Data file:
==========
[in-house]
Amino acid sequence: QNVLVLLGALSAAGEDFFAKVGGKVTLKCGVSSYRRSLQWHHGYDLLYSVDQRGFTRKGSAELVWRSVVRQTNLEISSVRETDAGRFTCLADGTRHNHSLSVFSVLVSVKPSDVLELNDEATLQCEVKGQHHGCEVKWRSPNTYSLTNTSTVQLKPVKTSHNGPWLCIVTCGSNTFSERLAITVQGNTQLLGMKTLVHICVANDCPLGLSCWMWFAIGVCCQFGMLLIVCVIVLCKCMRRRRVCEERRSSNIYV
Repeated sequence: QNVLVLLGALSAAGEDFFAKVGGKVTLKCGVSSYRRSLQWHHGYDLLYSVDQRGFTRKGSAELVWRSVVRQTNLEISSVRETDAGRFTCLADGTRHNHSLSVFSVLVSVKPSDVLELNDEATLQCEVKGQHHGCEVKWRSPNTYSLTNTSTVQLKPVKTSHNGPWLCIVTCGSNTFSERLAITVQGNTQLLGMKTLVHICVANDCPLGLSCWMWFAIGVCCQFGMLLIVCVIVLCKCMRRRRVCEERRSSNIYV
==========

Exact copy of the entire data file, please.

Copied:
[in-house]
Amino acid sequence: QNVLVLLGALSAAGEDFFAKVGGKVTLKCGVSSYRRSLQWHHGYDLLYSVDQRGFTRKGSAELVWRSVVRQTNLEISSVRETDAGRFTCLADGTRHNHSLSVFSVLVSVKPSDVLELNDEATLQCEVKGQHHGCEVKWRSPNTYSLTNTSTVQLKPVKTSHNGPWLCIVTCGSNTFSERLAITVQGNTQLLGMKTLVHICVANDCPLGLSCWMWFAIGVCCQFGMLLIVCVIVLCKCMRRRRVCEERRSSNIYV
Repeated sequence: QNVLVLLGALSAAGEDFFAKVGGKVTLKCGVSSYRRSLQWHHGYDLLYSVDQRGFTRKGSAELVWRSVVRQTNLEISSVRETDAGRFTCLADGTRHNHSLSVFSVLVSVKPSDVLELNDEATLQCEVKGQHHGCEVKWRSPNTYSLTNTSTVQLKPVKTSHNGPWLCIVTCGSNTFSERLAITVQGNTQLLGMKTLVHICVANDCPLGLSCWMWFAIGVCCQFGMLLIVCVIVLCKCMRRRRVCEERRSSNIYV